A Tale of One Savvy Marketer
Few will disagree that the past few years have brought some real changes for petroleum marketers. Long gone are the days of single price changes and plentiful supply. Market volatility is now an everyday occurrence. For those in markets where supply can be particularly tight, a supplier being out of product or a marketer running out of allocation is something that is expected.
And as a slow recovering economy continues to concern consumers, no one is surprised that consumer behavior has changed perhaps forever. Americans are not only more conscious of the price they pay at the pump for gasoline, but also are not as loyal to any single gasoline or convenience store brand.
Perhaps the biggest challenge to both petroleum marketers and retailers is the growing presence of someone bigger than themselves. Acquisitions are occurring on a regular basis. Large c-store chains continue to buy smaller ones even as large marketers buy into markets for expansion. With size comes strong buying power with favorable contracts and supply.
Efficient and Profitable
Never before has the need for small to midsize companies to be efficient and profitable been so critical. But it is possible, and I’d like to share the tale of one marketer in the Southeast who has been focused on just this for the past two years.
Being primarily a branded distributor in a world in which brand no longer carries the cachet it used to, he set down a path of improvements for his company to become a stronger competitor. A primary consideration was partnering with his customers to make them stronger competitors as well. His goals were simple but well planned and ultimately well executed.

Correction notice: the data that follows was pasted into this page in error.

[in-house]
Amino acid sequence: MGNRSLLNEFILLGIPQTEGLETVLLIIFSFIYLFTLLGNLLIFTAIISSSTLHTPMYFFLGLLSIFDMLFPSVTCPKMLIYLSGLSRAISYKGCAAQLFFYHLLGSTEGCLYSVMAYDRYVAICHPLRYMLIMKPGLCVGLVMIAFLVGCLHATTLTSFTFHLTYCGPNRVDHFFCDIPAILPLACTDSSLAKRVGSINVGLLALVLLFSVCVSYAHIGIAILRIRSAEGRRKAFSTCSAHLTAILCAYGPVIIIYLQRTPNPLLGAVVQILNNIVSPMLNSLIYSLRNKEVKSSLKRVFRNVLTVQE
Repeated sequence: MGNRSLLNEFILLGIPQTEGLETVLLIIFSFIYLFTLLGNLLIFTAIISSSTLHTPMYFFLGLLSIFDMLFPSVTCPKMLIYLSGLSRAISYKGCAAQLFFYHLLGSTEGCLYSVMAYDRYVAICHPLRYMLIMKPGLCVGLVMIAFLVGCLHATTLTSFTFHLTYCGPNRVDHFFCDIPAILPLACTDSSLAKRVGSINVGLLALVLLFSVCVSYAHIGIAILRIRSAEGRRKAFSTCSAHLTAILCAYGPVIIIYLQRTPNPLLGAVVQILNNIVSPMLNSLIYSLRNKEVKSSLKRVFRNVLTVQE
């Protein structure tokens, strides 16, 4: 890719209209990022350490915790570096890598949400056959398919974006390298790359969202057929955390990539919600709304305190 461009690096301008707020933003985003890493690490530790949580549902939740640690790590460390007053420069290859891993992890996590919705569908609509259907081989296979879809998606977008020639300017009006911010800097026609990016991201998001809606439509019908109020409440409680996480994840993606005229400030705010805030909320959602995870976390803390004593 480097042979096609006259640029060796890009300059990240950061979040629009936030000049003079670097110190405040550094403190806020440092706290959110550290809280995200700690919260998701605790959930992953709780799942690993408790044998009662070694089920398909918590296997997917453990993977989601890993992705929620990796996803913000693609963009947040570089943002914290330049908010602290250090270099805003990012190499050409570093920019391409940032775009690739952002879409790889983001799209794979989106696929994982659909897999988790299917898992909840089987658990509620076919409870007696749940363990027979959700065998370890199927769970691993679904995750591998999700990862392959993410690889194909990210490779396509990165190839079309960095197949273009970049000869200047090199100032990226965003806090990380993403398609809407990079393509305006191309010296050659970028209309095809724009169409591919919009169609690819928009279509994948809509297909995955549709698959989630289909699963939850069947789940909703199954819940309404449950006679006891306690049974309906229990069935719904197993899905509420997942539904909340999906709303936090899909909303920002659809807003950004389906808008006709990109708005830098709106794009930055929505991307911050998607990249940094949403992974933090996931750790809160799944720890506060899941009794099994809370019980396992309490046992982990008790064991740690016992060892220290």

Sharpen Inventory Management:Well versed in managing his own company’s inventory levels, he realized that sharing this expertise with his retail customers would help them be more profitable. He set about engaging customers to allow him to monitor their tank levels, often reducing their cash flow investment in fuel inventory. With better insight into their inventory levels, he could take smarter advantage of market swings and offer customers additional margin improvements.
He now watches the market and has implemented automated dispatch and truck technology to ensure that when plans change, his drivers are well informed. This technology has more than paid off in better communications and execution throughout the company’s fuel operations.
Improve Pricing and Margins: More optimized fuel buying, even for branded stores, meant better margins all around. But more was needed. When suppliers offered higher discounts for shorter terms, these could be shared with customers. He wisely recognized that shorter terms mandated faster, accurate customer billing. His next steps were to leverage the truck technology he had previously implemented and combine it with receiving real-time bills of lading (BOL). Within minutes of completion of loading at the terminal, his office now receives electronic BOL data. It merges with order data from the truck system as drivers complete their deliveries, then feeds into his accounting system to automatically generate customer invoices.
Now even holiday weekends don’t throw a wrench into the process. With few exceptions, customers are automatically billed on the same day of delivery seven days a week. Customers receive invoices faster, giving them time to arrange payment. Invoices are more accurate so disputes have been eliminated.
As one might expect, this tale has not been without bumps in the road. Big changes uncovered areas that were indirectly affected and needed improvement. Some of these changes took gaining real buy-in—from customers and some within the company—and not all were easily convinced. It wasn’t an overnight miracle, but the results are impressive. Improved cash flow and stronger margins combined with healthier, more satisfied customers who are now better positioned against larger competitors combine for all the makings of a “they lived happily ever after.” And who doesn’t like a good fairy tale?